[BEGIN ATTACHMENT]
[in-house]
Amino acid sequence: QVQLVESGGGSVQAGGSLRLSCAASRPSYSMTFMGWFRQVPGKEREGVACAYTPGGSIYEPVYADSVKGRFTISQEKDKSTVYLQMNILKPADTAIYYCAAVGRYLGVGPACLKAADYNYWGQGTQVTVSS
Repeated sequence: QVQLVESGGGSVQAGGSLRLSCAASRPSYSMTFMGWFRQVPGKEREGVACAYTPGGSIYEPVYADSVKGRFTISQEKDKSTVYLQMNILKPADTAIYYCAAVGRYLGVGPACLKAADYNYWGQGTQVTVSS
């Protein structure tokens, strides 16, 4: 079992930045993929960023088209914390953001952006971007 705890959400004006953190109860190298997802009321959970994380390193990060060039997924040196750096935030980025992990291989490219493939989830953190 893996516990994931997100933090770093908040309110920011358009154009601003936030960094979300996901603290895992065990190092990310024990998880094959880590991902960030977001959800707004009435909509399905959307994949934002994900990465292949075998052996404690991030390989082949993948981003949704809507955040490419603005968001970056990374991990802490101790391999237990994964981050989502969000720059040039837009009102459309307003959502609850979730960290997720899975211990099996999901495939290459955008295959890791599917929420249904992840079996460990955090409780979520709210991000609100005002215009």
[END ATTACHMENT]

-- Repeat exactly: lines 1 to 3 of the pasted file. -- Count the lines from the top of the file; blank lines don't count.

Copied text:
[in-house]
Amino acid sequence: QVQLVESGGGSVQAGGSLRLSCAASRPSYSMTFMGWFRQVPGKEREGVACAYTPGGSIYEPVYADSVKGRFTISQEKDKSTVYLQMNILKPADTAIYYCAAVGRYLGVGPACLKAADYNYWGQGTQVTVSS
Repeated sequence: QVQLVESGGGSVQAGGSLRLSCAASRPSYSMTFMGWFRQVPGKEREGVACAYTPGGSIYEPVYADSVKGRFTISQEKDKSTVYLQMNILKPADTAIYYCAAVGRYLGVGPACLKAADYNYWGQGTQVTVSS